Linear algebra – Scope of the null space of A

I apologize for the brief nature of this question, but I do not think it has been clarified in a previous post on this topic – Find a Covering Set for Null Space.

When we say that the null space of the matrix $ A $ is equal to the duration of a set of vectors:

$ N (A) = span ( v with v_1, vec v_2, $ $ … vec v_n) $

Are we actually saying that:

$ A ( vec v_1) + A ( vec v_2) + $ $ … A ( vec v_n) = vec 0 $

abstract algebra – Let $ phi: mathbb {Z} _7 times mathbb {Z} _7 $ be a homomorphism such that $ phi ^ 5 = text {id} $. Show that $ phi $ is the identity.

Let $ phi: mathbb {Z} _7 times mathbb {Z} _7 to mathbb {Z} _7 times mathbb {Z} _7 $ to be a homomorphism such as $ phi ^ 5 = text {id} $. CA watch $ phi $ is the identity.

My attempt: Since $ ker ( phi) subset ker ( phi ^ 2) subset cdots subset ker ( phi ^ 5) = 0 $it follows that $ phi $ is injective. Since $ | mathbb {Z} times mathbb {Z} | $ is finished, $ phi $ is automatically an isomorphism.

then $ phi $ should map a subgroup to a subgroup. Consider $ phi ( mathbb {Z} _7 times 0) $, so he should be associated with $ mathbb {Z} _7 times 0 $ or $ 0 times mathbb {Z} _7 $. Without loss of generality, we consider the first case. In particular, $ phi ($ 1.0) should be a generator for $ mathbb {Z} _7 times 0 $. assume $ phi (1,0) = (a, 0) $. then $ (1,0) = phi ^ 5 (1,0) = phi ^ 4 (a, 0) = phi ^ 3 (a ^ 2,0) = cdots = (a ^ 5,0) $. So, $ a ^ 5 = 7k + 1 $ for some people $ k in mathbb {Z} $. By testing $ a in mathbb {Z} _7 $, we see that the only possibility is that $ a = $ 1. The discussion for $ phi (0,1) $ Is similar.

Could someone help me take a look at my attempt? Is my approach reasonable and is there a better way to solve this problem?

Agalgebraic geometry – Which endomorphisms of Tate's algebra are "algebraic"?

For an abelian variety $ A $ on a field k $ with different characteristic of $ ell $ and the Galois group $ G = Gal ( overline k / k) $there is always an injective map of the form:
$$ mathbb Q_ ell otimes End_k (A) to End_G (V_ ell (A)) $$
or $ V_ ell $ is the rational module of Tate. In specific cases, we know that the map is a bijection (k $ = finite fields, numeric fields).

Suppose now that we take the direct limit on both sides to increase k $. Then the left side is simply $ mathbb Q_ ell otimes End _ { overline k} (A) $ and the map is in $ End (V_ ell (A)) $ but it is (almost?) never a bijection.

For example, for non-super singular curves or in characteristic curves $ 0 and $ A $ elliptic curve, the right side is one or two dimensions, while the right side is four-dimensional.

Can we classify or characterize the endomorphisms of $ V_ ell (A) $ which are "algebraic", ie come from the map above for some k $?

reference query – These two natural structures $ A_ infty $ -structures on the realization of an isomorphic cosimplective commutative algebra?

Given a cosimplicial commutative algebra $ A $ bullet on a characteristic zero field, there are two ways to produce a $ A_ infty $-structure on its realization $ | A ^ bullet | : = int ^ Delta C ^ * ( Delta ^ bullet) otimes A ^ bullet $, or $ C ^ * (-) $ is the simplicial complex cochain, that is to say $ | A ^ bullet | $ is the cochain complex with $ | A ^ bullet | ^ n = A ^ n $ and differential the alternate sum of coface cards:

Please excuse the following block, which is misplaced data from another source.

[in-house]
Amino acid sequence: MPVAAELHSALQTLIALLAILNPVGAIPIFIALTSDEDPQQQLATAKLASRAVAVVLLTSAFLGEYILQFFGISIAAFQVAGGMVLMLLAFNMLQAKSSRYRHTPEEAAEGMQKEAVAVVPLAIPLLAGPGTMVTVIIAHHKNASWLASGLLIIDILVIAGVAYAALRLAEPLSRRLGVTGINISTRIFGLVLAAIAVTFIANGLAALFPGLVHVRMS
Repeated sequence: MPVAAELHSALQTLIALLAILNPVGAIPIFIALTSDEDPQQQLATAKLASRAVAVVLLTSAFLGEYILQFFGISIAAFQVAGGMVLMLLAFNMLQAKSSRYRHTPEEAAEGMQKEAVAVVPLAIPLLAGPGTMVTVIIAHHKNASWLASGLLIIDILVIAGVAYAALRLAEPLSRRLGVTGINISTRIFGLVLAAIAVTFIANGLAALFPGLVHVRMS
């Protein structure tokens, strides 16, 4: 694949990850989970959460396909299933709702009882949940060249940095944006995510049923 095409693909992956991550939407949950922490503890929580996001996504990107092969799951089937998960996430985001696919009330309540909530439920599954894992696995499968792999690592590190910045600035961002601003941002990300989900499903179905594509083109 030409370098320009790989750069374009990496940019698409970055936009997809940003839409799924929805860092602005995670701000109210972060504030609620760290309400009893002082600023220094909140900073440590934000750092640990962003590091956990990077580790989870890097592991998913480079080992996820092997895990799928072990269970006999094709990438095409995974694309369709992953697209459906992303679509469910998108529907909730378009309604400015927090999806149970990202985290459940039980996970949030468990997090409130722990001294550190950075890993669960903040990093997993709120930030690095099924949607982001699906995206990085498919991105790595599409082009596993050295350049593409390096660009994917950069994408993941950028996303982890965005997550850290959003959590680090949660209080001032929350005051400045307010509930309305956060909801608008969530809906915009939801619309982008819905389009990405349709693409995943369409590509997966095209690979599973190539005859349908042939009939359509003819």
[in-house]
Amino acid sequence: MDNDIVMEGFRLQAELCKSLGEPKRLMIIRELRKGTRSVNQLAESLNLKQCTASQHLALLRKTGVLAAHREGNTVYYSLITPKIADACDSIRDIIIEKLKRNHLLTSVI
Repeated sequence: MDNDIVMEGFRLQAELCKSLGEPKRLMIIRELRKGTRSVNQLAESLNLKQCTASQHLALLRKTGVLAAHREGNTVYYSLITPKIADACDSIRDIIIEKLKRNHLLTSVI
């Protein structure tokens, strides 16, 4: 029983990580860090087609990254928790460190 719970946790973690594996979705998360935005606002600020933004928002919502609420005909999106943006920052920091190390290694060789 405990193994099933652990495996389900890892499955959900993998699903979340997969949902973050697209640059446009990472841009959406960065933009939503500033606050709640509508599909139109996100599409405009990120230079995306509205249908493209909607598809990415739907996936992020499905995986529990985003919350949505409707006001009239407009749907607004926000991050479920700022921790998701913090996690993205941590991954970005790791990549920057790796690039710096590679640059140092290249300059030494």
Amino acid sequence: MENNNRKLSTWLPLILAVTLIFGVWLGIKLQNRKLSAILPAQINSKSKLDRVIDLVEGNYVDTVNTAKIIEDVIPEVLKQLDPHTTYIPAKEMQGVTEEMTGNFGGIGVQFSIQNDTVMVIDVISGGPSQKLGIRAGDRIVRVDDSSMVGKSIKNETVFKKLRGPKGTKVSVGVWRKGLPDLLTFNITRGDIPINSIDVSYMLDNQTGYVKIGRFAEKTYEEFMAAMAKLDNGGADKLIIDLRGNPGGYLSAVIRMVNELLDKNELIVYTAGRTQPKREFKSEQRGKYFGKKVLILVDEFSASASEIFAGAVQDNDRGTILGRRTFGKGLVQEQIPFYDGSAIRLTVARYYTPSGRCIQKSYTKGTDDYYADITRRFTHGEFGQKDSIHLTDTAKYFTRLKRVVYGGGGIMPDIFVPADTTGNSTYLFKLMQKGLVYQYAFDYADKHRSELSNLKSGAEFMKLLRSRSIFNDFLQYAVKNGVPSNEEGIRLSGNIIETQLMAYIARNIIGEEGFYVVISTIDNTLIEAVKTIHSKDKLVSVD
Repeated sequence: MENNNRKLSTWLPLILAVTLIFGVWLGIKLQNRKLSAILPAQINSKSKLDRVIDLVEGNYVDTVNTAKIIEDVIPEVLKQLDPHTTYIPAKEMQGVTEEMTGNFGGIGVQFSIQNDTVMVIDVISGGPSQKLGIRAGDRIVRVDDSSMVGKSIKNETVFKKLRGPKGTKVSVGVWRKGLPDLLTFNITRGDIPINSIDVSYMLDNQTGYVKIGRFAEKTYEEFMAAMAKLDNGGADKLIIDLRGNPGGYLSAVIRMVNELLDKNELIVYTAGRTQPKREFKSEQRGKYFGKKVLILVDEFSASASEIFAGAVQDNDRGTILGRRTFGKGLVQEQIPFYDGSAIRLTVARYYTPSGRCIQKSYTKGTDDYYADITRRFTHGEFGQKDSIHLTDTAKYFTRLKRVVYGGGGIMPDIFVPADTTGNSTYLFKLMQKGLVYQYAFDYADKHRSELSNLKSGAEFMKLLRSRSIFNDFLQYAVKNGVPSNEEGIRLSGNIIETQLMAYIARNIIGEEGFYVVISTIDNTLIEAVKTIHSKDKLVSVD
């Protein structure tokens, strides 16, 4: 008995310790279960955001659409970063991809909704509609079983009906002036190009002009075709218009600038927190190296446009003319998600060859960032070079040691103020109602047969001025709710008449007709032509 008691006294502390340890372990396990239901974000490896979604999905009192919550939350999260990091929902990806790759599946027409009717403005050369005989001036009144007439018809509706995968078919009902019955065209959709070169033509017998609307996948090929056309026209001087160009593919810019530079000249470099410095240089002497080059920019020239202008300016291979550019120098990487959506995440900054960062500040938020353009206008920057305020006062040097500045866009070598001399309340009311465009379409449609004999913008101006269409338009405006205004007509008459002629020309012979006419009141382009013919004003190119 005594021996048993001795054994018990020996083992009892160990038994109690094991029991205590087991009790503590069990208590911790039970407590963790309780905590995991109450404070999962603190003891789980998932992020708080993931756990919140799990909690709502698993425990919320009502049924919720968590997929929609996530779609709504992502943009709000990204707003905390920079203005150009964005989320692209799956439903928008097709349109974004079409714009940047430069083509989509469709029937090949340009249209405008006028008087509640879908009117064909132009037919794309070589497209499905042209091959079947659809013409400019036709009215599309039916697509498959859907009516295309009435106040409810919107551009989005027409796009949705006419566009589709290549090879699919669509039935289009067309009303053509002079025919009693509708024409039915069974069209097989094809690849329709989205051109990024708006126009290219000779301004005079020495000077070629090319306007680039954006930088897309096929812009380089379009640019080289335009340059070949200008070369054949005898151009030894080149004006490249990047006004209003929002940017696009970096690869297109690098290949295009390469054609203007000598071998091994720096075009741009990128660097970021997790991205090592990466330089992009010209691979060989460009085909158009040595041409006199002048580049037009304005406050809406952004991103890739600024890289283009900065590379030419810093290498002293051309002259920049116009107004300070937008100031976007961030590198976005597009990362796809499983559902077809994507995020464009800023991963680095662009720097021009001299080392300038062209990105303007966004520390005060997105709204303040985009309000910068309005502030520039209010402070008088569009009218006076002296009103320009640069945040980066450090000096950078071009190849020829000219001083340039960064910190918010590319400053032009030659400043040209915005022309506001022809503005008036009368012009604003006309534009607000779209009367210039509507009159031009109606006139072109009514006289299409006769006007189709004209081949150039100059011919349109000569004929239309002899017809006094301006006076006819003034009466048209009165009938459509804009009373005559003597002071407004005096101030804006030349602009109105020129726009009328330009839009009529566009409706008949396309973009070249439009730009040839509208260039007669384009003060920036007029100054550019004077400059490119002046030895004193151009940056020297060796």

• The Alexander-Whitney map equips the realization functor with a lax monoidal structure, so that it sends the monoid $ A $ bullet in simplified groups to a monoid in cochain complexes, that is to say a differential graded algebra. Explicitly, the product of $ a_p in A $ p $ and $ a_q in A ^ q $ is (to sign) $ f_ {p, q} (a_p) b_ {p, q} (a_q) $, or $ f_ {p, q}: A ^ p to A ^ {p + q} $ and $ b_ {p, q}: A ^ q to A ^ {p + q} $ are the cofaces "front and back". Note that this does not use the commutativity of $ A $ bullet, and the product is not commutative in general. Call it (dga, and so in particular) $ A_ infty $-algebra $ | A ^ bullet | _ {CG} $.
  • The coend $ Omega ^ * (A ^ bullet): = int ^ Delta Omega_P ^ * ( Delta ^ bullet) otimes A ^ bullet $, or $ Omega ^ * _ P ( Delta ^ n) = k (t_0, points, t_n, mathrm dt_0, points, mathrm dt_n) / (t_0 + points + t_n-1, mathrm dt_0 + points + mathrm dt_n) $ carries a natural (commutative) dga structure. As explained by Cheng and Getzler, there is a simplicial retraction $ Omega_P ^ * ( Delta ^ bullet) rightleftarrows C ^ * ( Delta ^ bullet) $, giving rise to a retraction $ Omega ^ * (A ^ bullet) rightleftarrows | A ^ bullet | $ along which this structure can be transferred to a $ A_ infty $-structure on $ | A_ bullet | $ (in fact, even a $ C_ infty $-structure). The operations are given by sums on trees. Call it $ A_ infty $-algebra $ | A ^ bullet | _ {CG} $.

Obviously, these two structures are very different: for example, the $ 2 $The secondary functioning of the first is associative, but not commutative, while that of the second is commutative, but not associated.

There is a special case where I know that these $ A_ infty $ the algebras are equivalent: Si $ M $ is a smooth variety and $ A ^ bullet = operatorname {Sing} ^ bullet (M) $ is the commutative algebra cosimplicial functions on smooth simplices, there is a zigzag
$$
| A ^ bullet | _ {CG} rightarrow Omega ^ * (A ^ bullet) rightarrow int ^ Delta Omega ^ * ( Delta ^ bullet) otimes A ^ bullet leftarrow Omega ^ * (M) rightarrow | A ^ bullet | _ {AW}
$$

where are the cards, in the order:

  • the canonical $ A_ infty $-morphism produced by the transfer of homotopy
  • the inclusion (simplex) of polynomial forms in smooth forms
  • the map $ omega mapsto ( sigma mapsto sigma ^ * omega) $
  • an explicit $ A_ infty $-isomorphism obtained by Chen's iterated integrals, see for example here.

Is there a natural $ A_ infty $-isomorphism between $ | A ^ bullet | _ {AW} $ and $ | A ^ bullet | _ {CG} $? Can it be reasonably explicit? If so, does it extend the construction above to $ A ^ bullet = operatorname {Sing} ^ bullet (M) $, or is there at least one natural (and explicit?) $ A_ infty $-Homotopy between them?